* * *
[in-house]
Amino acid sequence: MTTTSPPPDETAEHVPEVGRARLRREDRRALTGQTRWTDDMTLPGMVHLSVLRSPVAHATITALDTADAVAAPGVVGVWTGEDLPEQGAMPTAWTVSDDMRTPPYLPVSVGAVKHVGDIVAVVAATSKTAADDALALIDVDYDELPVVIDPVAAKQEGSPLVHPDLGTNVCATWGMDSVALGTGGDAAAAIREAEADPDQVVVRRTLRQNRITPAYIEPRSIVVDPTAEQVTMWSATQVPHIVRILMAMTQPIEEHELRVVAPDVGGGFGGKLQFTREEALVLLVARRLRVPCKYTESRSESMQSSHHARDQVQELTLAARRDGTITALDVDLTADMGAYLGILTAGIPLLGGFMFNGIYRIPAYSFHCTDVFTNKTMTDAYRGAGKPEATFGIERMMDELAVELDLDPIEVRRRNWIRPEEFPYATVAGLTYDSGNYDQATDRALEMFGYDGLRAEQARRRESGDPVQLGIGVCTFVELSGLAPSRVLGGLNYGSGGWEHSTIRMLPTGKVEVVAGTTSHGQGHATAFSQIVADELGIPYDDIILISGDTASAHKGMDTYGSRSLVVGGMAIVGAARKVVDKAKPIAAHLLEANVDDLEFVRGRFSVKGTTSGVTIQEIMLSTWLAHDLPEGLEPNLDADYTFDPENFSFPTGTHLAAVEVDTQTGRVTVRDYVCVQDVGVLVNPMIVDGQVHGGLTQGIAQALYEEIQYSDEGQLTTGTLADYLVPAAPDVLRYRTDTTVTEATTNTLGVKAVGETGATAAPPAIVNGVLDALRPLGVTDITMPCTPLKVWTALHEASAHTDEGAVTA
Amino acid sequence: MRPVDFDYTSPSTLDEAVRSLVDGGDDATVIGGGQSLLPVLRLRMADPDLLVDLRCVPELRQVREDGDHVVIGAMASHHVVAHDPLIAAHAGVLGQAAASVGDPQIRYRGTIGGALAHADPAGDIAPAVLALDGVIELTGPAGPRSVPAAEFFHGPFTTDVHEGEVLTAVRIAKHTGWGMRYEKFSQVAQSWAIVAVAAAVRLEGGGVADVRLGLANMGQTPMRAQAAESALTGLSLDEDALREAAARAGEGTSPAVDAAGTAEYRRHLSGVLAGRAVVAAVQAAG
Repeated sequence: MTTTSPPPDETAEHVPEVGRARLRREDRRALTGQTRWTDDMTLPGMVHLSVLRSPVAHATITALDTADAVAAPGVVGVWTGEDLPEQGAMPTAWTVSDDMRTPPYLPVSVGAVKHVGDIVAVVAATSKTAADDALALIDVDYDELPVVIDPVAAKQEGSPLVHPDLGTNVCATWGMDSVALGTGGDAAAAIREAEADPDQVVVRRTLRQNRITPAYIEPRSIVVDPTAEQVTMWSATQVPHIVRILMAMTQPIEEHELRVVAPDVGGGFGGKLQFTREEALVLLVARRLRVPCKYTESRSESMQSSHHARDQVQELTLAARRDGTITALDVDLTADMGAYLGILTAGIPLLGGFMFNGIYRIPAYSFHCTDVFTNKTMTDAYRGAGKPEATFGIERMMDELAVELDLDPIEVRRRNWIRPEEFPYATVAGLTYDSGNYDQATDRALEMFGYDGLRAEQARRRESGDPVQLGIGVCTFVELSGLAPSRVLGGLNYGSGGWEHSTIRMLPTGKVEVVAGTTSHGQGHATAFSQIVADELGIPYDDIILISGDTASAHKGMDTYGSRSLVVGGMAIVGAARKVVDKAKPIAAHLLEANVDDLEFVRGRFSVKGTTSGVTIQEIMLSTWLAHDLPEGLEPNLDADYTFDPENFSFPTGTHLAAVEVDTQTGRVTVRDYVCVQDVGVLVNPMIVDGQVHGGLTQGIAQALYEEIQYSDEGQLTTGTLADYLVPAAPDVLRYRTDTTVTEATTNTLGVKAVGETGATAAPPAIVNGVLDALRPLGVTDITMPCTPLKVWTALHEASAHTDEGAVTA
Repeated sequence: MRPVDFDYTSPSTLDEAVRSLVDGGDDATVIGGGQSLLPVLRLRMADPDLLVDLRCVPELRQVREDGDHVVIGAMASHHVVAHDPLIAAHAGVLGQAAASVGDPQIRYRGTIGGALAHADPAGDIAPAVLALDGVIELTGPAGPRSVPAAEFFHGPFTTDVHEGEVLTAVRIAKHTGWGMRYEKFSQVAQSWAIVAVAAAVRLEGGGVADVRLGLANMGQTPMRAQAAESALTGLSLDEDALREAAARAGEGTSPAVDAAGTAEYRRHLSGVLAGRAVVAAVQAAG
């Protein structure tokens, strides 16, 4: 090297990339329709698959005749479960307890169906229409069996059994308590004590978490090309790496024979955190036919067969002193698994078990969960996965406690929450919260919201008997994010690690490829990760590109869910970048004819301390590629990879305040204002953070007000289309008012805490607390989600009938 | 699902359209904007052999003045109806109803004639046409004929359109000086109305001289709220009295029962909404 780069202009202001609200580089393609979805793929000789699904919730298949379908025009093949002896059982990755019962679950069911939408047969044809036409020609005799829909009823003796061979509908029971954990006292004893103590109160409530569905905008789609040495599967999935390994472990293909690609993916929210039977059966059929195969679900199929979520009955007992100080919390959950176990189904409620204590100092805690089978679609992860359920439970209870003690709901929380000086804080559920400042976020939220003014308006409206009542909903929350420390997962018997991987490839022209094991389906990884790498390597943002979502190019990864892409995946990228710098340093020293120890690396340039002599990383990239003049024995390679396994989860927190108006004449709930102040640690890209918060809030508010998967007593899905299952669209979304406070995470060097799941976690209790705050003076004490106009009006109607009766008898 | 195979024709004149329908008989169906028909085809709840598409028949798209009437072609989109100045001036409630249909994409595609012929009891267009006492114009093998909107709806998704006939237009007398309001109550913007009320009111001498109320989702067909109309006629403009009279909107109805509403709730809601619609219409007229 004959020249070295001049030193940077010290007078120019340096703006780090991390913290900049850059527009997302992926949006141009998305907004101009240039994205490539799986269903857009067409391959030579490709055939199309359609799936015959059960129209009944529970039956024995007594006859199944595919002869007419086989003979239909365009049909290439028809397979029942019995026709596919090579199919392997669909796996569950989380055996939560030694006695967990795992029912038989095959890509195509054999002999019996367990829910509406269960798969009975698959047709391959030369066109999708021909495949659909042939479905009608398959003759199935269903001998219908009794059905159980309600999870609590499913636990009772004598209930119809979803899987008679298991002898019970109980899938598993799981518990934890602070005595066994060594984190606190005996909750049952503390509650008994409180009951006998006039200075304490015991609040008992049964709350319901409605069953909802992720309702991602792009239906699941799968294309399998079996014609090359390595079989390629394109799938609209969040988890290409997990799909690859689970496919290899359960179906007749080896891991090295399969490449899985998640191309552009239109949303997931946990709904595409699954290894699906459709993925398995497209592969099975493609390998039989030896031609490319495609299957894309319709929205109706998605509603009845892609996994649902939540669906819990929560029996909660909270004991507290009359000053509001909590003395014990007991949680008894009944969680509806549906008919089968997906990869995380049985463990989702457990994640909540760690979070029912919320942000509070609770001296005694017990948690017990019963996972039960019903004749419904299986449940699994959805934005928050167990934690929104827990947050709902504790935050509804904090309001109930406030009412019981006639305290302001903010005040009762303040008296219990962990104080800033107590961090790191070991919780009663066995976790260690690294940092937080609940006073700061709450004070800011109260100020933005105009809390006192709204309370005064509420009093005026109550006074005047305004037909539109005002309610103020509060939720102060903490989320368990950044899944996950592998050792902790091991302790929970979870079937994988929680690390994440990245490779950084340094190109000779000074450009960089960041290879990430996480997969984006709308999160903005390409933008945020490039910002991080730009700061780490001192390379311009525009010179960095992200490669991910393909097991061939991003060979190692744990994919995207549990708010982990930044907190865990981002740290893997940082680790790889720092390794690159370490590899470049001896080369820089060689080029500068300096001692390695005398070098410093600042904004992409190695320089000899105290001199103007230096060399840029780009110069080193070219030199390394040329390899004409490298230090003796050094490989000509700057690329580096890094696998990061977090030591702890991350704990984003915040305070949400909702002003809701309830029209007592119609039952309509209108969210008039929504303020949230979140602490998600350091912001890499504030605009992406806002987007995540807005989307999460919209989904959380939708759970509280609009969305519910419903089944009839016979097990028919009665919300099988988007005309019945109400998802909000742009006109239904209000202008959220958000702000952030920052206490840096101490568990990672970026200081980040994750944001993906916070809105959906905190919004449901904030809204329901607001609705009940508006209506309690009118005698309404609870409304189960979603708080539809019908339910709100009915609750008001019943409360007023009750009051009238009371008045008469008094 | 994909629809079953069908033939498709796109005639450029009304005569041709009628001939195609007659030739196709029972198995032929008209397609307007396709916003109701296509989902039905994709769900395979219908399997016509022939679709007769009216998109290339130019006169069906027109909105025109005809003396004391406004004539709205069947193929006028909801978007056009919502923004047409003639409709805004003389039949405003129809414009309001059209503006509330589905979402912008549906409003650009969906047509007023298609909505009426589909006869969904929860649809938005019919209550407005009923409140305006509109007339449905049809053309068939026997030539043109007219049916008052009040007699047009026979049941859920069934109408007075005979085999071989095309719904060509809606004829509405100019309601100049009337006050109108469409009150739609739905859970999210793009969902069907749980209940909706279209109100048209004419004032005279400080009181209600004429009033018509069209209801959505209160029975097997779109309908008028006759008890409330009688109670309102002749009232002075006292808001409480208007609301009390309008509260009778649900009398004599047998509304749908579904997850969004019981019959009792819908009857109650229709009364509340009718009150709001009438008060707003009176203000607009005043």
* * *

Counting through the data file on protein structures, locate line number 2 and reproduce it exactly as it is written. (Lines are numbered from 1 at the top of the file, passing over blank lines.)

Amino acid sequence: MTTTSPPPDETAEHVPEVGRARLRREDRRALTGQTRWTDDMTLPGMVHLSVLRSPVAHATITALDTADAVAAPGVVGVWTGEDLPEQGAMPTAWTVSDDMRTPPYLPVSVGAVKHVGDIVAVVAATSKTAADDALALIDVDYDELPVVIDPVAAKQEGSPLVHPDLGTNVCATWGMDSVALGTGGDAAAAIREAEADPDQVVVRRTLRQNRITPAYIEPRSIVVDPTAEQVTMWSATQVPHIVRILMAMTQPIEEHELRVVAPDVGGGFGGKLQFTREEALVLLVARRLRVPCKYTESRSESMQSSHHARDQVQELTLAARRDGTITALDVDLTADMGAYLGILTAGIPLLGGFMFNGIYRIPAYSFHCTDVFTNKTMTDAYRGAGKPEATFGIERMMDELAVELDLDPIEVRRRNWIRPEEFPYATVAGLTYDSGNYDQATDRALEMFGYDGLRAEQARRRESGDPVQLGIGVCTFVELSGLAPSRVLGGLNYGSGGWEHSTIRMLPTGKVEVVAGTTSHGQGHATAFSQIVADELGIPYDDIILISGDTASAHKGMDTYGSRSLVVGGMAIVGAARKVVDKAKPIAAHLLEANVDDLEFVRGRFSVKGTTSGVTIQEIMLSTWLAHDLPEGLEPNLDADYTFDPENFSFPTGTHLAAVEVDTQTGRVTVRDYVCVQDVGVLVNPMIVDGQVHGGLTQGIAQALYEEIQYSDEGQLTTGTLADYLVPAAPDVLRYRTDTTVTEATTNTLGVKAVGETGATAAPPAIVNGVLDALRPLGVTDITMPCTPLKVWTALHEASAHTDEGAVTA